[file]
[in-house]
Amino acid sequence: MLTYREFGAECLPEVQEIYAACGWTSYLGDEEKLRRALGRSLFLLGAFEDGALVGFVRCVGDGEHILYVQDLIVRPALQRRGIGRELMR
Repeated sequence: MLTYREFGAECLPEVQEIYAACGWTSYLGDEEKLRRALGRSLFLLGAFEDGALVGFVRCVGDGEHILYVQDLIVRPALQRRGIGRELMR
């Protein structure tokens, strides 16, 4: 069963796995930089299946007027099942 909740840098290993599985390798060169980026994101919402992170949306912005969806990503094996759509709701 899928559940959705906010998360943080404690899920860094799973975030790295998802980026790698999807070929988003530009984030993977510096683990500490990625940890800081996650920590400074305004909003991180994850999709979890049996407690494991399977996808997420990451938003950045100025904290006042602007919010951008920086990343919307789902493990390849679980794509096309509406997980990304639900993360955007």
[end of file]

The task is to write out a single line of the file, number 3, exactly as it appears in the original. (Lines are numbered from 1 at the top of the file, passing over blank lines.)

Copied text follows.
Repeated sequence: MLTYREFGAECLPEVQEIYAACGWTSYLGDEEKLRRALGRSLFLLGAFEDGALVGFVRCVGDGEHILYVQDLIVRPALQRRGIGRELMR